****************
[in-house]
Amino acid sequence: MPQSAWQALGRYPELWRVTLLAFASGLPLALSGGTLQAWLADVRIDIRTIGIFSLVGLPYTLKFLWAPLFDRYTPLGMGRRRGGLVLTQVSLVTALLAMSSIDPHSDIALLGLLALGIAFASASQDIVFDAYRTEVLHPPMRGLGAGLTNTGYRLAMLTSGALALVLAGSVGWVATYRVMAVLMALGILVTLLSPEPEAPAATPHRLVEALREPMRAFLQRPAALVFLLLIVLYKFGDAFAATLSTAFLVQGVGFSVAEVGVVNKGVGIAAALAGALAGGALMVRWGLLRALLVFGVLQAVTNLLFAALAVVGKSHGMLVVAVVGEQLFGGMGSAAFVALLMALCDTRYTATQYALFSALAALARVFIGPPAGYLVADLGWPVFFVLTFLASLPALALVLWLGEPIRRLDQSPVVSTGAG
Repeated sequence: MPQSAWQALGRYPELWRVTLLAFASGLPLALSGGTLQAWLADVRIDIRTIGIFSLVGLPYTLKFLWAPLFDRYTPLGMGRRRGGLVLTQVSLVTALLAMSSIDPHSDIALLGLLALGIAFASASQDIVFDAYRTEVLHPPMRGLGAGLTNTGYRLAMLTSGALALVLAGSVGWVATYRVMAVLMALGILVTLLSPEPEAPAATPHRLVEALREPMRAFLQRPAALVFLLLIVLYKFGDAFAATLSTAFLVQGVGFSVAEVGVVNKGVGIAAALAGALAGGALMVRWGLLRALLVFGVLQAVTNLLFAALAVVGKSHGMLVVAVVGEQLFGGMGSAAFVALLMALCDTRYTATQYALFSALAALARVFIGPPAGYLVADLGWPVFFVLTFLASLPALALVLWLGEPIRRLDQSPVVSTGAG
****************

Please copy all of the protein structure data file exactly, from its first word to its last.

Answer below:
[in-house]
Amino acid sequence: MPQSAWQALGRYPELWRVTLLAFASGLPLALSGGTLQAWLADVRIDIRTIGIFSLVGLPYTLKFLWAPLFDRYTPLGMGRRRGGLVLTQVSLVTALLAMSSIDPHSDIALLGLLALGIAFASASQDIVFDAYRTEVLHPPMRGLGAGLTNTGYRLAMLTSGALALVLAGSVGWVATYRVMAVLMALGILVTLLSPEPEAPAATPHRLVEALREPMRAFLQRPAALVFLLLIVLYKFGDAFAATLSTAFLVQGVGFSVAEVGVVNKGVGIAAALAGALAGGALMVRWGLLRALLVFGVLQAVTNLLFAALAVVGKSHGMLVVAVVGEQLFGGMGSAAFVALLMALCDTRYTATQYALFSALAALARVFIGPPAGYLVADLGWPVFFVLTFLASLPALALVLWLGEPIRRLDQSPVVSTGAG
Repeated sequence: MPQSAWQALGRYPELWRVTLLAFASGLPLALSGGTLQAWLADVRIDIRTIGIFSLVGLPYTLKFLWAPLFDRYTPLGMGRRRGGLVLTQVSLVTALLAMSSIDPHSDIALLGLLALGIAFASASQDIVFDAYRTEVLHPPMRGLGAGLTNTGYRLAMLTSGALALVLAGSVGWVATYRVMAVLMALGILVTLLSPEPEAPAATPHRLVEALREPMRAFLQRPAALVFLLLIVLYKFGDAFAATLSTAFLVQGVGFSVAEVGVVNKGVGIAAALAGALAGGALMVRWGLLRALLVFGVLQAVTNLLFAALAVVGKSHGMLVVAVVGEQLFGGMGSAAFVALLMALCDTRYTATQYALFSALAALARVFIGPPAGYLVADLGWPVFFVLTFLASLPALALVLWLGEPIRRLDQSPVVSTGAG